Equally contemporary art practices have been deeply influenced by the evolution of communication tools and processes and, therefore, have experienced a transformation of their way of perceiving and representing the world. In the universe linked to artistic practices, collaborative models have emerged, and new spaces have been built to meet and to create relational platforms. The current changes, especially in the hybrid territories between art and communication, are many and complex and that is why it is necessary to study and analyse these phenomena from different perspectives. 

Thanks to the complexity of the Internet and the enormous popularity of the participatory tools of new media - which belong to the 2.0 generation and model – more and more artistic and creative festivals, exhibitions and events are organized online. Within the 2.0 model we need to mention the “Online Arts Festival” organized by EMYAN (Euro-Med Young Artists Network),  whose main objectives are to promote information and communication technology (ICT) tools in relation to arts and creativity. The EMYAN Network proposes a virtual meeting among young artists and researchers in the Euro-Mediterranean area, thereby challenging current problems of borders and mobility. As its organizers explain and highlight:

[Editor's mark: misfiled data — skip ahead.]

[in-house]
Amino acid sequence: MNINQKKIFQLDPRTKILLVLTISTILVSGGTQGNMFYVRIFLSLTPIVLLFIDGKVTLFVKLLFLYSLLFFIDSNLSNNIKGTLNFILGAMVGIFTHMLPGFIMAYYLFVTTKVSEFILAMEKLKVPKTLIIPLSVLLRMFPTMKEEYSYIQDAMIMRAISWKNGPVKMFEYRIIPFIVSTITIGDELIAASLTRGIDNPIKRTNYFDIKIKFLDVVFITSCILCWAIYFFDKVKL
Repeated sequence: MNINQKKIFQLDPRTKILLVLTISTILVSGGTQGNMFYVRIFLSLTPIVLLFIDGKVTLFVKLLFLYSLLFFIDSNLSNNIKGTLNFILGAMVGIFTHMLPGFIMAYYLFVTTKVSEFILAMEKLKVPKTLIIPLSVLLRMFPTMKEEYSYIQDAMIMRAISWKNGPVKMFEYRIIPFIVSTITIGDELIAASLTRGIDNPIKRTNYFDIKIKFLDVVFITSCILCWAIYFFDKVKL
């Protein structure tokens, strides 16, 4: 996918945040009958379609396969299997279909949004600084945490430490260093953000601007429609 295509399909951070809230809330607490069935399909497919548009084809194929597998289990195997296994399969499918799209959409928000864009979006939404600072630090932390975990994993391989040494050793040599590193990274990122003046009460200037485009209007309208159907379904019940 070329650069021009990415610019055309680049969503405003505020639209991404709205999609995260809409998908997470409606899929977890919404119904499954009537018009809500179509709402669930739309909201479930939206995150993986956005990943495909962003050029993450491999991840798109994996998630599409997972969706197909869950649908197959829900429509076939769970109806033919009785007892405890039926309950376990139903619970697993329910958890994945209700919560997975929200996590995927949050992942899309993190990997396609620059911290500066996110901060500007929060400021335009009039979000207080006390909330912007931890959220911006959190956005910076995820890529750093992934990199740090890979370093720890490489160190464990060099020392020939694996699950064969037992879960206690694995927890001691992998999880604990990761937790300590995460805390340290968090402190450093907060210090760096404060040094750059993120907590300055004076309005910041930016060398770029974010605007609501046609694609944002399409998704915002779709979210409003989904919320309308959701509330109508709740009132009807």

“The idea of the Online Arts Festival is to nourish the values of social and cultural coexistence of the cultures of the Mediterranean via new media technologies. One of the fundamental aspects of enabling a platform where young artists can participate with their creativity within the Mediterranean arena is the fostering of knowledge, values and perceptions of each other in the region.” [4]

Other exhibition projects, virtual galleries, and e-conferences like the Web Biennial, organized by the Istanbul Contemporary Art Museum,  or the Padiglione Internet, linked to the Venice Biennale, are changing the panorama of the art production and its dissemination.